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As early as 2017, engineers at the Applied Photonic Devices Laboratory (LAPD) of the EPFL School of Engineering designed a 3D printer that could make objects almost instantly. Five years later, the team improved their printing equipment and methods to produce objects made of opaque resin, which could not have been achieved before.

EPFL's 3D printer is one of the fastest in the world. Most 3D printers work by depositing materials layer by layer, a process known as adding material. EPFL uses the volumetric method, which pours the resin into the container and rotates it. Engineers illuminate the container from different angles so that when the energy accumulated in the resin exceeds a given level, it will solidify. This is a very accurate way to make objects at the same resolution as the existing 3D printing technology.

This volume method can be applied to almost any shape of object. It took engineers only 20 seconds to make a tiny statue of Yoda in Star Wars, while the traditional manufacturing process took about 10 minutes.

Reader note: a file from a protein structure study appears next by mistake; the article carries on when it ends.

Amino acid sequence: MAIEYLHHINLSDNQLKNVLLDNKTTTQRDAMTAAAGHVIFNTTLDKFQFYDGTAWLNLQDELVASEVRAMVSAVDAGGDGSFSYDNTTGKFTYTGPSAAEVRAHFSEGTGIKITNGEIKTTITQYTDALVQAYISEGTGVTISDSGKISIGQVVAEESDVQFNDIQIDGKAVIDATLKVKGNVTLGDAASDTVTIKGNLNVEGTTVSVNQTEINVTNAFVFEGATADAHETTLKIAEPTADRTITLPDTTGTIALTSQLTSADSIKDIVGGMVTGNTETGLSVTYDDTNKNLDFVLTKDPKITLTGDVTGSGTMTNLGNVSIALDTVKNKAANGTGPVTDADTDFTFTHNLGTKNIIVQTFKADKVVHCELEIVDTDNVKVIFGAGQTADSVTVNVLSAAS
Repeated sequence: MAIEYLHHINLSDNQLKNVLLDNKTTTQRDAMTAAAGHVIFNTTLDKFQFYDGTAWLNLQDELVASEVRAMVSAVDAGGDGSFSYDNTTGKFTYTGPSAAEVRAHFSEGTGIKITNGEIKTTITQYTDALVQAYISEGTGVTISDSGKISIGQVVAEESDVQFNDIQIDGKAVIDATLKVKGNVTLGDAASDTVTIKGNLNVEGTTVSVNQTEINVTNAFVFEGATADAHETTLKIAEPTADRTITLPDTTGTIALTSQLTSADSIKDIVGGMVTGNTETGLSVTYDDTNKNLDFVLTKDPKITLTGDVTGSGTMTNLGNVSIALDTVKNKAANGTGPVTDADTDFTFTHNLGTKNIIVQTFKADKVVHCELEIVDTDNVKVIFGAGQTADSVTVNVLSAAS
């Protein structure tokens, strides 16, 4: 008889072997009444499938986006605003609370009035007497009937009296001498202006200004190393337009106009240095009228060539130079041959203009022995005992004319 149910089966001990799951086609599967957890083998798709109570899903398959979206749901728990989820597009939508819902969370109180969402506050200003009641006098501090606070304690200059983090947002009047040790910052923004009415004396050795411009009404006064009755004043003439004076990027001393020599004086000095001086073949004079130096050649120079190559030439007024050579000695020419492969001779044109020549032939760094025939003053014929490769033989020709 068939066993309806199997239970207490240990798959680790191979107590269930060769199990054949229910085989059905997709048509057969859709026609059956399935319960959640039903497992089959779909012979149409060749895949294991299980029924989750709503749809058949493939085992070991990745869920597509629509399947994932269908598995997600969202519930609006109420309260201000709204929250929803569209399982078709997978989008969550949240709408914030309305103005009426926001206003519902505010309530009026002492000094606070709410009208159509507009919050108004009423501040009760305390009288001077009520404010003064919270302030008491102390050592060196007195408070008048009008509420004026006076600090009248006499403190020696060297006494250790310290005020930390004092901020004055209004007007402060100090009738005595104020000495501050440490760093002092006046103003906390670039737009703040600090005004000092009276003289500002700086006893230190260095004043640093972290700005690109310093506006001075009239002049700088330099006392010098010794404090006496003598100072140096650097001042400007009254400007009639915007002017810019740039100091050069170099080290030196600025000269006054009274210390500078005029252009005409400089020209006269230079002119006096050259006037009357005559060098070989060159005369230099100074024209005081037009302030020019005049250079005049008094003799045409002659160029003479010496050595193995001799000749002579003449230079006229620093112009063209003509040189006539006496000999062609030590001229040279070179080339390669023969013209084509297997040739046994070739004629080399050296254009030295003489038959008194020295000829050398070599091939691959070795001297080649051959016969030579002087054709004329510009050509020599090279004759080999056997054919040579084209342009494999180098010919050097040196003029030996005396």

Light can solidify the resin by interacting with photosensitive compounds contained in the plastic. Engineers say the new method works only if the light passes through the resin in a straight line without deviating, while the light in the opaque resin does not travel smoothly. To this end, they designed a solution.

First, they use a camera to observe the path of light through the resin, and then adjust the calculation to compensate for the light distortion. They also programmed the printer to run the calculations and correct the light, which ensured that the machine reached the energy needed to solidify the resin in time. As a result, engineers were able to print objects in opaque resin with almost the same precision as transparent resin, which was a major breakthrough.

Next, engineers hope to be able to use the new method to print several materials at the same time and increase the printer's resolution from 1/10 mm to micron. (trainee reporter Zhang Jiaxin)